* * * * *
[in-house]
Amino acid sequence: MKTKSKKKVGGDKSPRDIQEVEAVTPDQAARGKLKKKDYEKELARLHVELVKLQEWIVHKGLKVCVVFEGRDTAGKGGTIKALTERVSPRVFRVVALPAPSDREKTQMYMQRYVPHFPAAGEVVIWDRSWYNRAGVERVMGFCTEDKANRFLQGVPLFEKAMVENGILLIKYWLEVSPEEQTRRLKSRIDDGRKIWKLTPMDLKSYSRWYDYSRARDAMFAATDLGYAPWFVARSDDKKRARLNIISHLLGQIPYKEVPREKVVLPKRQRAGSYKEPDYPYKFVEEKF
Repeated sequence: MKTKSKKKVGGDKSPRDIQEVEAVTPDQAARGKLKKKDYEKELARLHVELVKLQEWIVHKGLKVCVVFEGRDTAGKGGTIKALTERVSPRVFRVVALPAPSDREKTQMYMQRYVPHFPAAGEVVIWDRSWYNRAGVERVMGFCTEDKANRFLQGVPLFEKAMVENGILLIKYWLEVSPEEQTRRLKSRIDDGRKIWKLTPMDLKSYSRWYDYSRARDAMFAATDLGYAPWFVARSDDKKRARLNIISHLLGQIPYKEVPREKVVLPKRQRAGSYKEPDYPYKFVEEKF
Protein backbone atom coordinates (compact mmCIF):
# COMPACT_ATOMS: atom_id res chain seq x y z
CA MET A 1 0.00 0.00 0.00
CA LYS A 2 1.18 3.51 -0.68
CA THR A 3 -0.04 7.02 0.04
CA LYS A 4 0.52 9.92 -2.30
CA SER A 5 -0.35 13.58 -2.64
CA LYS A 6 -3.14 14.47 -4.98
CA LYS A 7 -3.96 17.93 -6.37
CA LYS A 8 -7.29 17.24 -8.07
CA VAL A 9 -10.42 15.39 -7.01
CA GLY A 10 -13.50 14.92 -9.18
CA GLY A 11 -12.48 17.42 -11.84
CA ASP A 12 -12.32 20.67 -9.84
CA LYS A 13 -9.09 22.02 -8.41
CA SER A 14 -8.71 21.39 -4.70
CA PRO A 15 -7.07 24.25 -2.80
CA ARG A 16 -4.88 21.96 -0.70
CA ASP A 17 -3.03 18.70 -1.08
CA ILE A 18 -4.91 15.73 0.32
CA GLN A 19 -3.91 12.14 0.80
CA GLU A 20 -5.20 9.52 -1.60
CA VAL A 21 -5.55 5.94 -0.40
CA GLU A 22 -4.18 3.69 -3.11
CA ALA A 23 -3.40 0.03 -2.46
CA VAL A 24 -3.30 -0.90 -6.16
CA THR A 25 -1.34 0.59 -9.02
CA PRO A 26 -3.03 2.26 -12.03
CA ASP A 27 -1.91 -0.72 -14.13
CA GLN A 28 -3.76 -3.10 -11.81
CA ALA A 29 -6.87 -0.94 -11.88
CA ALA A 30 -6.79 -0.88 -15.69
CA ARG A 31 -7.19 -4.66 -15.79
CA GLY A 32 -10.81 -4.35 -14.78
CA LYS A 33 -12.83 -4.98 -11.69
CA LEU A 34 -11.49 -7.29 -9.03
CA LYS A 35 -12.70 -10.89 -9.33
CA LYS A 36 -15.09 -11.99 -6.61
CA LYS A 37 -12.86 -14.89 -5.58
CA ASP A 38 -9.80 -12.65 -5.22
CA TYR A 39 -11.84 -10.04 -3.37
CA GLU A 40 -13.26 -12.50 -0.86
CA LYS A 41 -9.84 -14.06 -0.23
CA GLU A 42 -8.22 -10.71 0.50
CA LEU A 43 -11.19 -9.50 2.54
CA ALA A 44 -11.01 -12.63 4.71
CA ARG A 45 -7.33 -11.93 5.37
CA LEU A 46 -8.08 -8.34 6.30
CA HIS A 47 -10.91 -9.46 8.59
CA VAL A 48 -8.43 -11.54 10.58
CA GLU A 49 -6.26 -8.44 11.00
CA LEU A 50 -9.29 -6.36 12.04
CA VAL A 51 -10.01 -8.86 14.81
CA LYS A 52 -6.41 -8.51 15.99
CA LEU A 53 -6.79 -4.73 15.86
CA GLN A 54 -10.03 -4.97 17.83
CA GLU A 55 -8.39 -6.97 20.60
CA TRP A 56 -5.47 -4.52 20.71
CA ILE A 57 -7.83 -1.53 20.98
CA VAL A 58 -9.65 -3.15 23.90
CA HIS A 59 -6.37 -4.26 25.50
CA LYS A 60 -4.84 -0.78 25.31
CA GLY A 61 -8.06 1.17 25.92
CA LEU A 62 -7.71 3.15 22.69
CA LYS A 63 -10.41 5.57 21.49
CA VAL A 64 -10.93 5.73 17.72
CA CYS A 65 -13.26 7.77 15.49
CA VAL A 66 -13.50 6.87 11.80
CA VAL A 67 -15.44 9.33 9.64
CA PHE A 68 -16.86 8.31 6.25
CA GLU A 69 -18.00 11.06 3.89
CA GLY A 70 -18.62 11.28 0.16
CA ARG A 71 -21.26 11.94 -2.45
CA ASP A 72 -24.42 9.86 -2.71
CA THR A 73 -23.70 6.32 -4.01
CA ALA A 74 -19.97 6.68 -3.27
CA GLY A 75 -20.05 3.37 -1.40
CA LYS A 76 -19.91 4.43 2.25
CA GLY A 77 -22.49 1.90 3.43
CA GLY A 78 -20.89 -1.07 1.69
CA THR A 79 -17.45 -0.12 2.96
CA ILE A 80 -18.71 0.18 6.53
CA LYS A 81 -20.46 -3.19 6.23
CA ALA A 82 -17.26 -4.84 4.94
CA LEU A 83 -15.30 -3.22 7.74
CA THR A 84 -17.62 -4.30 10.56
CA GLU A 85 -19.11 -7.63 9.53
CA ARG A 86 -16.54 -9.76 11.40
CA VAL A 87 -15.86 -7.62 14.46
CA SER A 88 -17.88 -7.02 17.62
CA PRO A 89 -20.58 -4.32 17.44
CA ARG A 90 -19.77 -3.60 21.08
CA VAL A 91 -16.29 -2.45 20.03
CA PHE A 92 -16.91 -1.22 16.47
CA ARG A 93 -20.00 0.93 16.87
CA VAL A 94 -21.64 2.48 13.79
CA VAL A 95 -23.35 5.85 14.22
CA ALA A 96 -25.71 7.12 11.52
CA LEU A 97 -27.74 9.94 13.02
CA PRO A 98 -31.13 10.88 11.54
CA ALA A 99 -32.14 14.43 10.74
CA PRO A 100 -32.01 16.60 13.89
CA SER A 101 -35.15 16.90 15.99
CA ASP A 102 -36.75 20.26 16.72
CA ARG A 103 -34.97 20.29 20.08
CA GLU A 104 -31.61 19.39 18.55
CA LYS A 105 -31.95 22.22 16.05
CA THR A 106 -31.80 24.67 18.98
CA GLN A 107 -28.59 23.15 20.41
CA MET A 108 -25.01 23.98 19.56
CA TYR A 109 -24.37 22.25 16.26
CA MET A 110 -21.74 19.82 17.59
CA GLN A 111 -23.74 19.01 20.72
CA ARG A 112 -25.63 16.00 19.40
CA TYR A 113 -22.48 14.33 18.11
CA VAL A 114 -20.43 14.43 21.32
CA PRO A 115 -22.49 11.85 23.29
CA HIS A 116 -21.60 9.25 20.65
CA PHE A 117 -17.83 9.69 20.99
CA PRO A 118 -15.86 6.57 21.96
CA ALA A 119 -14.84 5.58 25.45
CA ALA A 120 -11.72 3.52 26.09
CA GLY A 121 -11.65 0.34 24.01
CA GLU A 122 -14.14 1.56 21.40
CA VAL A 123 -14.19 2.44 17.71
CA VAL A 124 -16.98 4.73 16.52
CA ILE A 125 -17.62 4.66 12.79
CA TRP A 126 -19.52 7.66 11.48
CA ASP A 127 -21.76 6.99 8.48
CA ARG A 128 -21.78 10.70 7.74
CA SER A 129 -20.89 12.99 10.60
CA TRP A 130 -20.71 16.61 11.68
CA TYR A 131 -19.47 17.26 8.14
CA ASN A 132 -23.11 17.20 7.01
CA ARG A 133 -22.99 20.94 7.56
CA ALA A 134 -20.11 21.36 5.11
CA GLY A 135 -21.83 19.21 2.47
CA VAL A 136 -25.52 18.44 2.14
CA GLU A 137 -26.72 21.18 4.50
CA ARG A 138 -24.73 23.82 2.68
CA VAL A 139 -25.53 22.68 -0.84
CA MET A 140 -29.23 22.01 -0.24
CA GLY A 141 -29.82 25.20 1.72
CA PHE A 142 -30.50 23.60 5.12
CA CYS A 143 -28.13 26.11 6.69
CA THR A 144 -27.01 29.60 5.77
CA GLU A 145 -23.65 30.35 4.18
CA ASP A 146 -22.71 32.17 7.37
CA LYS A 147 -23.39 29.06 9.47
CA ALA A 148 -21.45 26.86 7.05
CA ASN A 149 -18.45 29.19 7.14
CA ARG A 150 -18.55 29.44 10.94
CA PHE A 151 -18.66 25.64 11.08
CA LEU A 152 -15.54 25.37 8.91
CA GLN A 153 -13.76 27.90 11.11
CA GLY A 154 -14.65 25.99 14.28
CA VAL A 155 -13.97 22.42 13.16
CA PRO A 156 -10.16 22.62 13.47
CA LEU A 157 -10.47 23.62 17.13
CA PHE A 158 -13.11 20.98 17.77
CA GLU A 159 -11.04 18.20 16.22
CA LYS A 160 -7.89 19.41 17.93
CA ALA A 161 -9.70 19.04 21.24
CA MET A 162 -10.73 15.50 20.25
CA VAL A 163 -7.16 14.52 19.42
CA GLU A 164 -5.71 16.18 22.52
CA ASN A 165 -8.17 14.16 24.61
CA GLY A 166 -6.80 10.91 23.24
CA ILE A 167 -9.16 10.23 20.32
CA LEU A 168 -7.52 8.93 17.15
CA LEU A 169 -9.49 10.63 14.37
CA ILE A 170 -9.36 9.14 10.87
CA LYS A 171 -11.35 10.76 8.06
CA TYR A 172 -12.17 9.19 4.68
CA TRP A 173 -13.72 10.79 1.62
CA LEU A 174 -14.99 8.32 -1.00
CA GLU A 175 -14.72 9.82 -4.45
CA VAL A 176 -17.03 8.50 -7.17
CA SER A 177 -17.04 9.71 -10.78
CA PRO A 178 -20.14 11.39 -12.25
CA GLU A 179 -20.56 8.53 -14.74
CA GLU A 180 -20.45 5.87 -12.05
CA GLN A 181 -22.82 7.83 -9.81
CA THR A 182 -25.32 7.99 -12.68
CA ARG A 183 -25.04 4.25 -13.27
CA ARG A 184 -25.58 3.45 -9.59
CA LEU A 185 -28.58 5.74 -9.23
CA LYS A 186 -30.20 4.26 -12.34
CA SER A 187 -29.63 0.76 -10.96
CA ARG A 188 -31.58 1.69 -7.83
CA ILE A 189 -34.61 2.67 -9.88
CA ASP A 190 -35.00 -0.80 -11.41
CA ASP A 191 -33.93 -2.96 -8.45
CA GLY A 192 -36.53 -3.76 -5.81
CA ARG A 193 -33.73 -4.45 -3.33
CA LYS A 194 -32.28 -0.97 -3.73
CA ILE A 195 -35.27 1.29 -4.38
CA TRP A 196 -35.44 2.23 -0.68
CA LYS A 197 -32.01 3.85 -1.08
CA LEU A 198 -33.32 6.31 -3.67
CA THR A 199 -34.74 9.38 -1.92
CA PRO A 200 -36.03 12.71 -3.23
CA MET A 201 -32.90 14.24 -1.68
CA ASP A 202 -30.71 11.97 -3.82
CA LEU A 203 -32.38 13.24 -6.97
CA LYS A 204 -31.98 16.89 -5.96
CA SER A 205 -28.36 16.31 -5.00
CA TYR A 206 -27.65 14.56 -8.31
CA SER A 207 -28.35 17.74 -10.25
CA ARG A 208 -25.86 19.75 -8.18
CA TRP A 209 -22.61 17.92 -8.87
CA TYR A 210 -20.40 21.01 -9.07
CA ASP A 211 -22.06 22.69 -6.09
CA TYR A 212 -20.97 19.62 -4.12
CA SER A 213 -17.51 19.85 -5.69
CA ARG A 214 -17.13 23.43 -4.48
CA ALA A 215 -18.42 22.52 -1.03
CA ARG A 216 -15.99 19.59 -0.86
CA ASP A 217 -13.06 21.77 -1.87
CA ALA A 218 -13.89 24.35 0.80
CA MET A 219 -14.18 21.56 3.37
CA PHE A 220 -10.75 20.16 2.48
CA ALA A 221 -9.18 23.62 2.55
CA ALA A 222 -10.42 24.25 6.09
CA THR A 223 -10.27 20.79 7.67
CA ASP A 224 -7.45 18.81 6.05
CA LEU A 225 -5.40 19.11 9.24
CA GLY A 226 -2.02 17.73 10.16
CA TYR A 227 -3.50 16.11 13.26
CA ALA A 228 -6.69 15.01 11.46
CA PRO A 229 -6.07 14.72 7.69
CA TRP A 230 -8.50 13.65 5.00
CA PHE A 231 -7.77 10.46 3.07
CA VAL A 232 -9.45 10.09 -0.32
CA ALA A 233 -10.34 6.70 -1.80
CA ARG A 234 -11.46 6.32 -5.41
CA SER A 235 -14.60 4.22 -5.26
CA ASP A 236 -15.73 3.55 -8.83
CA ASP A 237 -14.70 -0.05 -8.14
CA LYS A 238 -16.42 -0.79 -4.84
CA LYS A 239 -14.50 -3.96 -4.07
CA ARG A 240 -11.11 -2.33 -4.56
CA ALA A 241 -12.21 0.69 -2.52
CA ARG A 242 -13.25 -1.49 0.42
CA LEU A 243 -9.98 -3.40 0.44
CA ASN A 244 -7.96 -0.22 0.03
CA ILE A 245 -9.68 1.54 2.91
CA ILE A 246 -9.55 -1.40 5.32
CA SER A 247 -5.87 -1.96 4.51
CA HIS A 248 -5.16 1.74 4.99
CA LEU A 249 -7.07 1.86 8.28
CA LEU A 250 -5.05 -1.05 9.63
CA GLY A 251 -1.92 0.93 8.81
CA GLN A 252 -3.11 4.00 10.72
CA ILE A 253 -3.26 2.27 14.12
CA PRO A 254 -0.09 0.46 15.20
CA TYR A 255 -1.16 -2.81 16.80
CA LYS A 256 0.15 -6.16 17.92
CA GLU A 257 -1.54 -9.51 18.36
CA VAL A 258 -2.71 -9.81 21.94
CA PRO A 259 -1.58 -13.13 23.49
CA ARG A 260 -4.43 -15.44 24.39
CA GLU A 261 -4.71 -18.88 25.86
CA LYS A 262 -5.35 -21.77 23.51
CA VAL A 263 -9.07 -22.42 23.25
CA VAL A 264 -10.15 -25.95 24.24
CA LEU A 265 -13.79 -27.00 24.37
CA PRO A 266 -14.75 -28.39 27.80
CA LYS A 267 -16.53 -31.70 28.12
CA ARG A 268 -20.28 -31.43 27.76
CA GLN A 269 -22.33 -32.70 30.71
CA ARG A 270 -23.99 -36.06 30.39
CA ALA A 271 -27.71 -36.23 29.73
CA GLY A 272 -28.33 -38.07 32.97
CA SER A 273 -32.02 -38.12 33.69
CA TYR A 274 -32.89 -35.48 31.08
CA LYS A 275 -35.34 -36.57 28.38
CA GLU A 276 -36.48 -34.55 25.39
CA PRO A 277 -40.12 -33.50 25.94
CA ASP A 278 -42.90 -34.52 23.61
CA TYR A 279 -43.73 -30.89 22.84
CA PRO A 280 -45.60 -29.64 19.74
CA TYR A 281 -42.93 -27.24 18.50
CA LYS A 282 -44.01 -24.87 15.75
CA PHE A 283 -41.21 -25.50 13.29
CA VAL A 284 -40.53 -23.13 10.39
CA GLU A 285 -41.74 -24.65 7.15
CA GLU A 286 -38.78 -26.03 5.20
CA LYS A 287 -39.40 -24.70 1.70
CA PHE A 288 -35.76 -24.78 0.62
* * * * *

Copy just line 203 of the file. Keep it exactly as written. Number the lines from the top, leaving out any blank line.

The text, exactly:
CA LEU A 198 -33.32 6.31 -3.67